So is it time to ask whether limited liability should be denied to the directors of limited companies? Shareholders need it: they are given remarkably little information to decide upon with regards to the affairs of the corporation in which they have invested, and so it is appropriate that their risk is limited. This is, however, not true of the directors: they are meant to know what is going on, and in that situation to limit their liability simply encourages recklessness. And it cannot be argued that it would be unfair that they carry such risk. As evidence look at what is happening in Carillion: most of the directors will walk away without a penny of personal loss. Many of their employees, most of their pensioners, many of their small suppliers, and many of those small suppliers own employees, will walk away with considerable personal loss arising as a consequence of the recklessness of the action of this Board of Directors.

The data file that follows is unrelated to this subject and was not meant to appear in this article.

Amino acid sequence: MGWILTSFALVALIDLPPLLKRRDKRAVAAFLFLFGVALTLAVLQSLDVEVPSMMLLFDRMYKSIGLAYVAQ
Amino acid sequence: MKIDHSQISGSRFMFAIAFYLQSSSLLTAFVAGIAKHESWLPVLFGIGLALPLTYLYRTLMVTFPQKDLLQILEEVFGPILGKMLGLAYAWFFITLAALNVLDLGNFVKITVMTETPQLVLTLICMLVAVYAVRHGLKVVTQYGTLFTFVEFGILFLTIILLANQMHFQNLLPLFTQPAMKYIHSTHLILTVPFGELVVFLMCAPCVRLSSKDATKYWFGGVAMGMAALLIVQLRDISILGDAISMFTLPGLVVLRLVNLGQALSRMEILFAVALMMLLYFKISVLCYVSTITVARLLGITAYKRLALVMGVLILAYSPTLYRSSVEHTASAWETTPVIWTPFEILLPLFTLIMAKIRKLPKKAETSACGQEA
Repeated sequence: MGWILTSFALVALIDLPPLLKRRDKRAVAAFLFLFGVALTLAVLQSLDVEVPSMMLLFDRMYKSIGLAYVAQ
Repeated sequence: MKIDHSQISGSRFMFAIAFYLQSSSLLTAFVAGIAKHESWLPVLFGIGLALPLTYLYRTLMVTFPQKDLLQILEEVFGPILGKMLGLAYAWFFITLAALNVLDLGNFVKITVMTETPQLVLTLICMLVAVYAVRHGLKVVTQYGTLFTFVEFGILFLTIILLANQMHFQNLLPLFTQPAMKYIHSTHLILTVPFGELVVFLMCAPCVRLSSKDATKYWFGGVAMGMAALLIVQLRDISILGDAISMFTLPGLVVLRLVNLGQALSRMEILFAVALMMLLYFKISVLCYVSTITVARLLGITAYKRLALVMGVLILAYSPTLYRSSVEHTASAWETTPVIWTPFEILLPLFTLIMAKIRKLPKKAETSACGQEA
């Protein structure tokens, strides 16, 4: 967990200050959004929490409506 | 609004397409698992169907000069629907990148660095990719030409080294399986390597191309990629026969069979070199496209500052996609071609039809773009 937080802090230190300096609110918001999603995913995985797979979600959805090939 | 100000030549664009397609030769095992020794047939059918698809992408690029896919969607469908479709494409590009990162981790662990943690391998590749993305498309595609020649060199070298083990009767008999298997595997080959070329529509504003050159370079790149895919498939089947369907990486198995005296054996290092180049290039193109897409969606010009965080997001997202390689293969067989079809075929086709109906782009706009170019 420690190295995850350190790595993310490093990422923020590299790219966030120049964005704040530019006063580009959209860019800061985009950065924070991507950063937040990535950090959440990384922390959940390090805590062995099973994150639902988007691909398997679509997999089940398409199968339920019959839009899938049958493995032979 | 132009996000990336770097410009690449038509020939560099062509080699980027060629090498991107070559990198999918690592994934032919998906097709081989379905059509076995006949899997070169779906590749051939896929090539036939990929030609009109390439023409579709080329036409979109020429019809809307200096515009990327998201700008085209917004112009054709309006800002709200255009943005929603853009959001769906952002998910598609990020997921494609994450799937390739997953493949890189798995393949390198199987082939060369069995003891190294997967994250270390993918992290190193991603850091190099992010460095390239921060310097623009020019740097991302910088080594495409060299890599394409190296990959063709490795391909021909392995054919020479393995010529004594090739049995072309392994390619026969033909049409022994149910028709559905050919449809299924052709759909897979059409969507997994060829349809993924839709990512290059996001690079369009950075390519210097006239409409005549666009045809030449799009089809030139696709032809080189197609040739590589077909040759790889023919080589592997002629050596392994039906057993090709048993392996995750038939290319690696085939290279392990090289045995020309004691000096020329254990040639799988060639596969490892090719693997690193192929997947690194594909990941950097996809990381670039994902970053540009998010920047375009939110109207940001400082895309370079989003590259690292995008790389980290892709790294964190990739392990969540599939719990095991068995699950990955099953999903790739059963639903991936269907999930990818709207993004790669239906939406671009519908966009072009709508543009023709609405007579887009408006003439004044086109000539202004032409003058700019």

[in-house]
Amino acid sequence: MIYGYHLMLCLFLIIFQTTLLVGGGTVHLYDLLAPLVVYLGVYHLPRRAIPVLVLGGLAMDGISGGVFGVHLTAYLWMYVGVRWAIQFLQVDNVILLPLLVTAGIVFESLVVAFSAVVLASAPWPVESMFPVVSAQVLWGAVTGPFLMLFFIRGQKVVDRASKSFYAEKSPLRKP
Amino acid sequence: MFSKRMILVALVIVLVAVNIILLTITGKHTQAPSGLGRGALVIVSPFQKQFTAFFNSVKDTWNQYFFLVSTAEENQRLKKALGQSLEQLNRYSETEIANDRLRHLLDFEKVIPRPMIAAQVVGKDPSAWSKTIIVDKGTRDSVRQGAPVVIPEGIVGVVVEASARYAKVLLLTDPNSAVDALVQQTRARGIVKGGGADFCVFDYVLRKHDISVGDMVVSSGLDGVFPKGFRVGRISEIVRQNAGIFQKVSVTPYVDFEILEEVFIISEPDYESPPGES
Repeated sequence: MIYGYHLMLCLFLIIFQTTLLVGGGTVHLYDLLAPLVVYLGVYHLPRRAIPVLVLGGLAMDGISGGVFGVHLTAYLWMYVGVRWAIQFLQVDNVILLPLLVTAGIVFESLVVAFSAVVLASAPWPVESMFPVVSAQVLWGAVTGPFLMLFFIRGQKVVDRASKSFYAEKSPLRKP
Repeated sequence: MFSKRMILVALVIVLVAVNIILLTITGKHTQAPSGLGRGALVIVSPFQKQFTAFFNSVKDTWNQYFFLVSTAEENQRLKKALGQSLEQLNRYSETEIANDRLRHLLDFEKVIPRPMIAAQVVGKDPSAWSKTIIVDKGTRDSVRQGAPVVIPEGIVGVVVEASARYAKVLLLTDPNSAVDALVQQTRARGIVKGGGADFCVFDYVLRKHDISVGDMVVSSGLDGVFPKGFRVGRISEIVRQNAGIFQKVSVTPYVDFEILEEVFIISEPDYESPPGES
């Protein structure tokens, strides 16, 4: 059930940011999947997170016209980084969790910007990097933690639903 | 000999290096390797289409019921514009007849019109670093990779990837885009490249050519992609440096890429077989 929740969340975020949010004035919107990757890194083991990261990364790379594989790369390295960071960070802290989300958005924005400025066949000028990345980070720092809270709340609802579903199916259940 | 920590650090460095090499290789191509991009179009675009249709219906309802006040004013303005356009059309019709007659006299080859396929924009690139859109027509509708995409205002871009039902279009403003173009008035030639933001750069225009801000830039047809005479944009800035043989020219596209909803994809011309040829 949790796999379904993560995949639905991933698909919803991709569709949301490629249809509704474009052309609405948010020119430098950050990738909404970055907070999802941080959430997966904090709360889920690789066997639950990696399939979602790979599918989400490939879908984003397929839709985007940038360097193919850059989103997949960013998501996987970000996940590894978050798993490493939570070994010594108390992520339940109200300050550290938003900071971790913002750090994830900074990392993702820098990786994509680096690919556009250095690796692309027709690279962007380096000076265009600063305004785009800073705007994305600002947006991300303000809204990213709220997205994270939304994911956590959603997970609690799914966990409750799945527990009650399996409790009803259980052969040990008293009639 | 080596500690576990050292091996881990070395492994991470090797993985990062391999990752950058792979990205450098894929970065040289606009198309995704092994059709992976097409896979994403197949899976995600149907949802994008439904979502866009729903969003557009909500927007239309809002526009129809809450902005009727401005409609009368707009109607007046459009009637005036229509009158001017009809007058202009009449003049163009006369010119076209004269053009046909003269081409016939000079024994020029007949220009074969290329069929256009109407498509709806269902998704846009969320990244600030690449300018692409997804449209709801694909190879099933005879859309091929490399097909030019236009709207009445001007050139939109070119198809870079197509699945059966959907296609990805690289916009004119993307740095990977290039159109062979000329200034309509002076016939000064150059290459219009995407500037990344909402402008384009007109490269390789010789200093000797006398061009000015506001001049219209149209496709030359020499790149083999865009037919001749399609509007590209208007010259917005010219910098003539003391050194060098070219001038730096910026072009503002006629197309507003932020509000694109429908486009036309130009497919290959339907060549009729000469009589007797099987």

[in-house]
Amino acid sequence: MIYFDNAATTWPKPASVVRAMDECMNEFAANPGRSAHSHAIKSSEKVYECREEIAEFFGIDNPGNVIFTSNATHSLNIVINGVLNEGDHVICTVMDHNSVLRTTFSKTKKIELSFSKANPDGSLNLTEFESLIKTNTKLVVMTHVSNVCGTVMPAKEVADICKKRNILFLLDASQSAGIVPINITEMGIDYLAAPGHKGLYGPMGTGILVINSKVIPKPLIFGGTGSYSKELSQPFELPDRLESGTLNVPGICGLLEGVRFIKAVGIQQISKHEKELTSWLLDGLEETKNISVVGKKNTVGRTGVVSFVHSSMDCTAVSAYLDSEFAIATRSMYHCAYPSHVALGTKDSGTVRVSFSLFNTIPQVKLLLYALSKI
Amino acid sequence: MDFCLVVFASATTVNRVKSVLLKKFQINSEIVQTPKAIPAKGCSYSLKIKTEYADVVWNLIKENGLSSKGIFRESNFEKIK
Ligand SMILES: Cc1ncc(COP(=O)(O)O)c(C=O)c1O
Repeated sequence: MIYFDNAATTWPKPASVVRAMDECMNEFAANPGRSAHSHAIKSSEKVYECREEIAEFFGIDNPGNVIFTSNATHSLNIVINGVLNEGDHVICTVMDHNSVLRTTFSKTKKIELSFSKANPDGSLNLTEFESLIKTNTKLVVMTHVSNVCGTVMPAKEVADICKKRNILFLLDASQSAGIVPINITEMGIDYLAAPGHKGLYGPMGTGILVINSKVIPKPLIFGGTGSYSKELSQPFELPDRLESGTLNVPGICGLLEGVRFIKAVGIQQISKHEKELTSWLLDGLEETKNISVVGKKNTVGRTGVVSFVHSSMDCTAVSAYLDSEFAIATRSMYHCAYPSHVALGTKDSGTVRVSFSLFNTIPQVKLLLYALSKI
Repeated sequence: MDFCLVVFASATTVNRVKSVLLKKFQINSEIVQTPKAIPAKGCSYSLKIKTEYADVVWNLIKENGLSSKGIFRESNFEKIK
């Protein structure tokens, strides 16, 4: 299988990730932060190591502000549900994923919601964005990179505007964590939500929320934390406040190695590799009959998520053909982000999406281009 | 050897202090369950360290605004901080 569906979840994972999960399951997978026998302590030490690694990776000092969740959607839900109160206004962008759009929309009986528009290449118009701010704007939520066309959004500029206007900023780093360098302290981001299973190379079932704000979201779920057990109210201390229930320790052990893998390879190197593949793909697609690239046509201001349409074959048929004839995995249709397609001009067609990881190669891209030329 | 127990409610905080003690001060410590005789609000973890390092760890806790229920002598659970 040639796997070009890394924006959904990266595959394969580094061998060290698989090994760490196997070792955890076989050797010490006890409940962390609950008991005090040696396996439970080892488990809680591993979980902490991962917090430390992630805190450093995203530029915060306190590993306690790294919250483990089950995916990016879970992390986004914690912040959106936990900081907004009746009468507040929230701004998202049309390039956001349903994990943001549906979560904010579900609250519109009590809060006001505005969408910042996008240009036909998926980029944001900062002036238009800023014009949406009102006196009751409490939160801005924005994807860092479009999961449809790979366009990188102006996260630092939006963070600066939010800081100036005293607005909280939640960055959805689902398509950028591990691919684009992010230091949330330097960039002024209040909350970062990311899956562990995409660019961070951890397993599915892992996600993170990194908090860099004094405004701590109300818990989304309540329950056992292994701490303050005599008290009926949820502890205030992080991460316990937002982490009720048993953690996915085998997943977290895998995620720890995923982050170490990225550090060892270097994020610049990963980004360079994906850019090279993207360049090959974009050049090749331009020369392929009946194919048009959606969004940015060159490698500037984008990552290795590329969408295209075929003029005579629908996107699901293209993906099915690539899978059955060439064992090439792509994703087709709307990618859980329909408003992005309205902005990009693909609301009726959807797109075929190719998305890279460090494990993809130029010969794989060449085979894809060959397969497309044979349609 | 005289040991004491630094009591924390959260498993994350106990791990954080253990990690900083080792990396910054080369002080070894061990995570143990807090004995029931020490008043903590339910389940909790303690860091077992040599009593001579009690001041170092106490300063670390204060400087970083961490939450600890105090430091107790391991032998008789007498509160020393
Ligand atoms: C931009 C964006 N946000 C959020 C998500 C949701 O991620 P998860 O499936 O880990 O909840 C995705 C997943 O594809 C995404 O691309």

Sigh. Who would be a director without limited liability? A partner, sure, but then they do get paid rather a lot in a partnership that size, don’t they?